Trump’s Administration Faces Polarized Political Parties and Fake News

Kaylee Hill, Contributing Writer

The start of 2017 has seen quite the action. The election of Donald Trump as America’s 45th president has been met with high tensions from both political parties. Much of this tension has sparked rallies, marches, and controversies across the United States and beyond.

February 20th, President’s Day, marks President Trump’s thirty-second day in office. Throughout those thirty-two days, President Trump has been very busy. President Trump’s schedule has been filled with interviews, meetings, and much more. He has had to interview potential candidates for the job of national security adviser, as well as name a nominee for the Supreme Court Justice position. He has met various ministers to discuss on-going affairs and initiated legislation, some of which range from environmental to immigration policies.

The travel ban, one of Trump’s first executive orders signed into action, sat unfavorably with the majority of Americans. Many of them voiced their views and protests outside of airports, namely Boston’s own Logan Airport. As junior Anne Lipsett puts it, “We are a nation of people with very strong opinions. And those opinions can be on the extreme ends of political views, as we have seen with the protests. We need to take a step back and find the good and reignite the hope and patriotism that this country is built on.”

To add to Trump’s growing plate of issues, early this week, the passing of the Russian ambassador to the UN, Vitaly Churkin, at the age of 65 has only increased attention on relations between the United States and Russia. Controversial accusations have been thrust upon Trump and his administration in regard to Trump’s relationship with Russia’s leader, Vladimir Putin, and the resignation of the former National Security Adviser, Michael Flynn.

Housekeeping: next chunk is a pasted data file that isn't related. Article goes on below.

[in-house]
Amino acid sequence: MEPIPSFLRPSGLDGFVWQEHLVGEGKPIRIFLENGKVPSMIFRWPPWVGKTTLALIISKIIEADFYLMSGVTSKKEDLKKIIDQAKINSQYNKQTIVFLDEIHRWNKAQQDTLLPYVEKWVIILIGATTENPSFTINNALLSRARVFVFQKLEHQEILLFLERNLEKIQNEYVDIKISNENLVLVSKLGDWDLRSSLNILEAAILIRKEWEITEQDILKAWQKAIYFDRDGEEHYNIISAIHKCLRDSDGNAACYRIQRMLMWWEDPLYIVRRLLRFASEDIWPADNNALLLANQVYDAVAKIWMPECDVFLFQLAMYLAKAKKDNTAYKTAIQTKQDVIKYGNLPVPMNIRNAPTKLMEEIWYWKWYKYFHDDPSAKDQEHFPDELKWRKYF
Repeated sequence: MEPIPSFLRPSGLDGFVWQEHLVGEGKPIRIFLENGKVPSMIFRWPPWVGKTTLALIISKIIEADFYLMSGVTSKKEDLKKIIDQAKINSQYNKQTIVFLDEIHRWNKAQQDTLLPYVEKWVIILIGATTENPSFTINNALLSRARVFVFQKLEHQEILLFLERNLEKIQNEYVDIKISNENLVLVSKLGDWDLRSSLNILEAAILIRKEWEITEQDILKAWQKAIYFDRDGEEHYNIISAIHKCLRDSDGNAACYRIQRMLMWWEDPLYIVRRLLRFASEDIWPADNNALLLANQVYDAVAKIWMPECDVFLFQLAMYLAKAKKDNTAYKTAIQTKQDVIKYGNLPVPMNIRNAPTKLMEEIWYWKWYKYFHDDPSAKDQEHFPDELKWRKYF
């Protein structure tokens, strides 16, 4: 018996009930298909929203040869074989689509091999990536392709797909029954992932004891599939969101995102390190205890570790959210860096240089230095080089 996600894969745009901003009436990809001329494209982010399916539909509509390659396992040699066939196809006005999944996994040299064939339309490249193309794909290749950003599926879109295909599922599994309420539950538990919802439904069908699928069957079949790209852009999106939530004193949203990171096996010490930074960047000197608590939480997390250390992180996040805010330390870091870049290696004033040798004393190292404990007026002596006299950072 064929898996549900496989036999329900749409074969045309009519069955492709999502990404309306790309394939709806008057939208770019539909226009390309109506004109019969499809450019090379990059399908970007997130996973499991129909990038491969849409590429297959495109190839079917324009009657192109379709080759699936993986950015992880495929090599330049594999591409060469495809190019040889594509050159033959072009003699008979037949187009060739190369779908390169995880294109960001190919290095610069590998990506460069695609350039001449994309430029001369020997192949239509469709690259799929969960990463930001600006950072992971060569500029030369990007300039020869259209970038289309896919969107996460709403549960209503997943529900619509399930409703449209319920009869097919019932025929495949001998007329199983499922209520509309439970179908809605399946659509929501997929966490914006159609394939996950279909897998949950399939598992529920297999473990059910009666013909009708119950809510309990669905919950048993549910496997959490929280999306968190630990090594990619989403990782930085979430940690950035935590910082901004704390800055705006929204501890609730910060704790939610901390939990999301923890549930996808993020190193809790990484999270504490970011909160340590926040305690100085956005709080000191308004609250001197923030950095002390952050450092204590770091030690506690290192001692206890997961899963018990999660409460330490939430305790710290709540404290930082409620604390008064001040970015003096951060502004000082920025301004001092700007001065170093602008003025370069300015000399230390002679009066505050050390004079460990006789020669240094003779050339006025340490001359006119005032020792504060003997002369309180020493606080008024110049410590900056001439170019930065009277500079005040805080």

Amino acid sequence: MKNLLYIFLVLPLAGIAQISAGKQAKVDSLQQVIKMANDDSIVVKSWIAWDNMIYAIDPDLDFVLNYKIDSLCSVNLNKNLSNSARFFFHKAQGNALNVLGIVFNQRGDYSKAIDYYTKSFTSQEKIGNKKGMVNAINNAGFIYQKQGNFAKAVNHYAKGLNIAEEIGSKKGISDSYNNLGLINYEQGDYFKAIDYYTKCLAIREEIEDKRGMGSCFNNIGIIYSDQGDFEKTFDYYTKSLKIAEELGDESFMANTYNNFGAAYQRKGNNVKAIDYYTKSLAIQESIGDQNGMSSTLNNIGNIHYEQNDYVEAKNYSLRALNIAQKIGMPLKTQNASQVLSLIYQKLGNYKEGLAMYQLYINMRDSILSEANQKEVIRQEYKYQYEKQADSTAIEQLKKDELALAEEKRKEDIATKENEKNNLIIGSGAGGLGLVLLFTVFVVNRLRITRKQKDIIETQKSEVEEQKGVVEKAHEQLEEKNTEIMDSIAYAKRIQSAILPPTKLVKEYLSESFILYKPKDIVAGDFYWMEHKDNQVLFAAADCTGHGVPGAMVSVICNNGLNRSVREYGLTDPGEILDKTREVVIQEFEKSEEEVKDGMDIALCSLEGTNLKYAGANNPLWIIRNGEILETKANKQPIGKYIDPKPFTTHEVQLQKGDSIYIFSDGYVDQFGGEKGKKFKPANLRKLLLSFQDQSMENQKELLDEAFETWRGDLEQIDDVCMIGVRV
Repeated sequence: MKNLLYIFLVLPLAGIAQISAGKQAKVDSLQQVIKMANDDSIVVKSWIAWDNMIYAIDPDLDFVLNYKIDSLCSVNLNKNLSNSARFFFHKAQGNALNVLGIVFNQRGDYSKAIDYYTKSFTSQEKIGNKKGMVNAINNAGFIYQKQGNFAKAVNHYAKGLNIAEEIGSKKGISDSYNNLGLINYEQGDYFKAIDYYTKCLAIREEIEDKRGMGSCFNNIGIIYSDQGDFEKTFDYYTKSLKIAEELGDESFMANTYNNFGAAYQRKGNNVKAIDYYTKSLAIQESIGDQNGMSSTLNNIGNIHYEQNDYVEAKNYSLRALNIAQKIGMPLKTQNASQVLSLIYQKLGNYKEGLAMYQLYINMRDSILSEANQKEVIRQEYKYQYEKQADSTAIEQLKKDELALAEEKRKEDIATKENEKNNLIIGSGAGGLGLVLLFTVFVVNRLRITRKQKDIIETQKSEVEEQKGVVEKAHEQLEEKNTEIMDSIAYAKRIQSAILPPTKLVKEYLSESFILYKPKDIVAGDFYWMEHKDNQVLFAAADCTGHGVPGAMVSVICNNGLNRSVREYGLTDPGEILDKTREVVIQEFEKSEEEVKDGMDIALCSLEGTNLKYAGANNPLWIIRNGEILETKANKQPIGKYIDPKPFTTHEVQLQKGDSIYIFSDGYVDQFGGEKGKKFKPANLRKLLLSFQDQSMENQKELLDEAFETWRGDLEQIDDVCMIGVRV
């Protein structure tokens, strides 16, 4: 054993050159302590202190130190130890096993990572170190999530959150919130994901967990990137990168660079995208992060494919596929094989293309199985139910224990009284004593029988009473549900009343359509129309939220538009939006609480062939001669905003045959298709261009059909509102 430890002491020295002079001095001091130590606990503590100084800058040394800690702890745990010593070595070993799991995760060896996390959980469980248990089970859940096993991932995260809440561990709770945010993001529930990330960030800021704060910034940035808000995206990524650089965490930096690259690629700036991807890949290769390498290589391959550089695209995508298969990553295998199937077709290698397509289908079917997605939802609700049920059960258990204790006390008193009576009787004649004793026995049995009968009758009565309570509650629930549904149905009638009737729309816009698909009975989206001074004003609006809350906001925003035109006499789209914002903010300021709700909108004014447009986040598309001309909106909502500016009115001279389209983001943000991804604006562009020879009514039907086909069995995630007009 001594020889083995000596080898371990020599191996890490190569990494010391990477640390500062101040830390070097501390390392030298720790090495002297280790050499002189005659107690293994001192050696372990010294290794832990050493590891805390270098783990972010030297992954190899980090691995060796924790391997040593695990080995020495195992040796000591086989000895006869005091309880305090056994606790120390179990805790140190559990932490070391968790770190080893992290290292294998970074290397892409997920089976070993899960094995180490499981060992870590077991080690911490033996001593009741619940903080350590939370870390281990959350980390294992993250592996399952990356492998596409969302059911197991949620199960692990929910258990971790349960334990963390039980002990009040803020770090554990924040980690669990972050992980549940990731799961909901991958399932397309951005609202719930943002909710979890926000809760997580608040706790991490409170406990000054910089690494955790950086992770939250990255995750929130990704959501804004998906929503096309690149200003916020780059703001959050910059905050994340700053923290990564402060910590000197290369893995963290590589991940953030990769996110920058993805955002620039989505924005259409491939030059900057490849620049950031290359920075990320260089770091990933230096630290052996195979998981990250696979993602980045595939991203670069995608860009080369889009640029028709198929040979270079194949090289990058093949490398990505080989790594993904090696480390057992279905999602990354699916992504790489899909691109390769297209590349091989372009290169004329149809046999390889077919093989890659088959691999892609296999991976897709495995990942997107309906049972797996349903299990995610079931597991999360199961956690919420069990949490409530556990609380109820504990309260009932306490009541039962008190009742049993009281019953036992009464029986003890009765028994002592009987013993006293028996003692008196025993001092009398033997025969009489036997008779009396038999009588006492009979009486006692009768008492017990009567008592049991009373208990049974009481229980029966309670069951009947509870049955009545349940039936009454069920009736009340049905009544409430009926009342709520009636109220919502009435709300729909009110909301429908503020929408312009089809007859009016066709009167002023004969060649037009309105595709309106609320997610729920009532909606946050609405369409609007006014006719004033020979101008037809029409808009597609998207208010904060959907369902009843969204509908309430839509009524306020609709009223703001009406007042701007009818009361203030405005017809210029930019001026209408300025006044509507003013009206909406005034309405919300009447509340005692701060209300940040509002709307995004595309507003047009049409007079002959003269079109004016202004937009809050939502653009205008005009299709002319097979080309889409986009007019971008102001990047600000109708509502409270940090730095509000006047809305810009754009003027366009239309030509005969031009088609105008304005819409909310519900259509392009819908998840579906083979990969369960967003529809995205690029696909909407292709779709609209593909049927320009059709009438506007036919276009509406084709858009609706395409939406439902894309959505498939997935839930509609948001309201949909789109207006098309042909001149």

Trump’s presidency enters a new era in the age of news. The outlets of fake news have interfered with the true news stories and facts regarding Trump’s presidency. For instance, just recently on the social media, Twitter, it was said on a fake FOX News account that President George H. W. Bush had died. Senior Sarah Smith further stated, “I think fake news is really concerning. I don’t understand why someone would intentionally lie to the public. Now that it’s becoming more and more common we all need to be more aware about what we are saying and reading on Facebook and other social media.”

Trump and his administration will have a lot to deal with the next four years, as did every president before him. The sparks of two polarized political parties and the fake news will not make Trump’s presidency easy, but the future awaits.